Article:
Guitar virtuoso Robben Ford's new album Into The Sun shines a bright light on his artful, contemporary songwriting and the stunning playing that's made him a favorite foil of Miles Davis, Joni Mitchell, George Harrison and other legends.
The five-time Grammy nominee describes the 11-song set as "one of the top recordings I've ever done" — a staggering observation considering his extensive discography, which embraces more than 35 albums under his own name and with his various bands. There's also Ford's session and sideman work, which includes hundreds of concert appearances and albums by Bonnie Raitt, Barbara Streisand, Charlie Musselwhite, KISS, Ruthie Foster, Jimmy Witherspoon and Rickie Lee Jones.
Into the Sun, which follows last year's critically acclaimed A Day In Nashville and 2013's Bringing It Back Home, explores the breadth of Ford's sophisticated, visionary writing and playing, creating a new chapter in his brilliant musical history. The album features a coterie of guests: gritty Southern rock newcomer Tyler Bryant on "Stone Cold Heaven," Allman Brothers guitarist and Gov't Mule frontman Warren Haynes on "High Heels And Throwing Things," slide guitar guru Sonny Landreth on "So Long 4 U," Americana and blues icon Keb' Mo' and pedal steel wizard Robert Randolph on "Justified," and vocal sensation ZZ Ward on "Breath Of Me." Niko Bolas, whose credits include Neil Young, John Mayer and Keith Richards, engineered.
"The album is really upbeat," Ford relates. "It has a positive vibe to it — a good time feel. There are a lot of different rhythms and colors and the way the instruments are used is really different on this and that track. It makes me very happy to have something so diverse."
Although Ford's recent releases have been hailed as returns to his musical roots — which go back to his discovery of blues as a teenager in the 1960s – Into The Sun is a clear departure, using tradition as a springboard to incorporate his timeless vocabulary of jazz, pop, blues and rock into a modern framework for his poetic lyrics and the most graceful, emotionally nuanced and melodic vocal performances of his career.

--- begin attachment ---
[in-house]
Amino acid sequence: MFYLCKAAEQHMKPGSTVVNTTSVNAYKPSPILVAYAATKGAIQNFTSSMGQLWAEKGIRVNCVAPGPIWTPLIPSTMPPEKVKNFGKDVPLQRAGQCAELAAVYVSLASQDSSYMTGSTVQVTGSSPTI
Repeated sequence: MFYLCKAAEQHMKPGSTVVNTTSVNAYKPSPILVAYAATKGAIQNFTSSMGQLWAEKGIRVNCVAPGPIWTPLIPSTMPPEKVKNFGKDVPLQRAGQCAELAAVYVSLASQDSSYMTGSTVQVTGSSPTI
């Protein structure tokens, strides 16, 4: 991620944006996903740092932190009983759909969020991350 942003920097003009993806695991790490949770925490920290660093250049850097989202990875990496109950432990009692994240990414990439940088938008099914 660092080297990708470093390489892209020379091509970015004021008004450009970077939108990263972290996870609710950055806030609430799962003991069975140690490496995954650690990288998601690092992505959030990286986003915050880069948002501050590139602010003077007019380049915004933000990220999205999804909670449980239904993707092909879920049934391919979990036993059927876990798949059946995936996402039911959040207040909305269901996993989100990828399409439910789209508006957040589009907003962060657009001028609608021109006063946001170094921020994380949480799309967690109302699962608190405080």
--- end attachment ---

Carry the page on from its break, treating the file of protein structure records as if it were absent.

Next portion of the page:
"This album is obviously of these times," Ford says. "And the rule during the recording process was to have no lid on things. I've worked very hard to master my craft as a musician and a songwriter, but other than relying on my strengths in those areas, I made sure there was room for new ideas and everything my collaborators brought to the music. When you're open to different concepts and approaches, the most beautiful things can happen."
Beauty is, indeed, a quality reflected in all these tracks, from the pure acoustic guitar that begins the album in Ford's self-penned "Rose Of Sharon," to the romantic balance of modern R&B luster, gorgeously emotive guitar and the vocal pairing of Ford and Ward in "Breath Of Me" to the funky crunch of "High Heels And Throwing Things," where Ford and Haynes engage in a playful six-string dialogue.
All of the music and most of the lyrics from Into The Sun came directly from Ford, but he also collaborated with ZZ Ward on "Breath Of Me" and enlisted the enigmatic Kyle Swan, whose own recordings liberally mix images and styles to build articulate modernist-pop tone poems. That quality reverberates in the four songs Ford co-wrote with Swan, married to the guitar giant's own deep commitment to narrative. "Working with Kyle was part of my desire to toss up everything and see what might happen, to get a fresh perspective," says Ford.
Swan wrote the last verse of "Cause Of War," which Ford composed under the influence of the melody to bluesman J.B. Lenoir's "The Whale Has Swallowed Me." The song, about a woman who's trouble, thrives on a two-chord vamp like a vintage Mississippi blues, but with it's powerhouse drum accents and Ford's ringing 63 SG licks through a Tweed amp, wiggy vibrato and growling rhythms, the tune is a thoroughly modern and toothy beast. "Day Of The Planets" does the same for a classic Memphis soul groove, with an arcing vocal melody leading to choruses that surge anthemically on waves of shimmering guitar. And "Justified" is a sheer gas with Keb' Mo' and Ford trading tongue-in-cheek vocal lines as Randolph adds soaring pedal steel punctuation over Jim Cox's purposefully wobbly honky tonk piano.
Into The Sun was recorded by Bolas, a collaborator of Ford's since his all-instrumental 1997 album Tiger Walk. "Niko is simply the best tracking engineer I've ever encountered," says Ford. "He gets great sounds instantly." All the better to capture Ford's glorious guitar tones, this time derived from four of his go-to instruments: a pair of Gibson SG's from 1963 and 1964, his beloved 1960 Telecaster and his Gibson B-25 acoustic. As he's done on every album he's made since 1983, Ford used a Dumble Overdrive Special amplifier.
"I go for very big and very real guitar sounds, with no more then a little delay and reverb," he explains. "I like a great guitar through a great amp, and from there I'm golden."
"For me," Ford says, "it's all about the art. If you work hard at something you're going to get better. I honestly think I reached a point with my writing on Into The Sun where I could just go with the flow and bring some of the best songs I've ever created to life."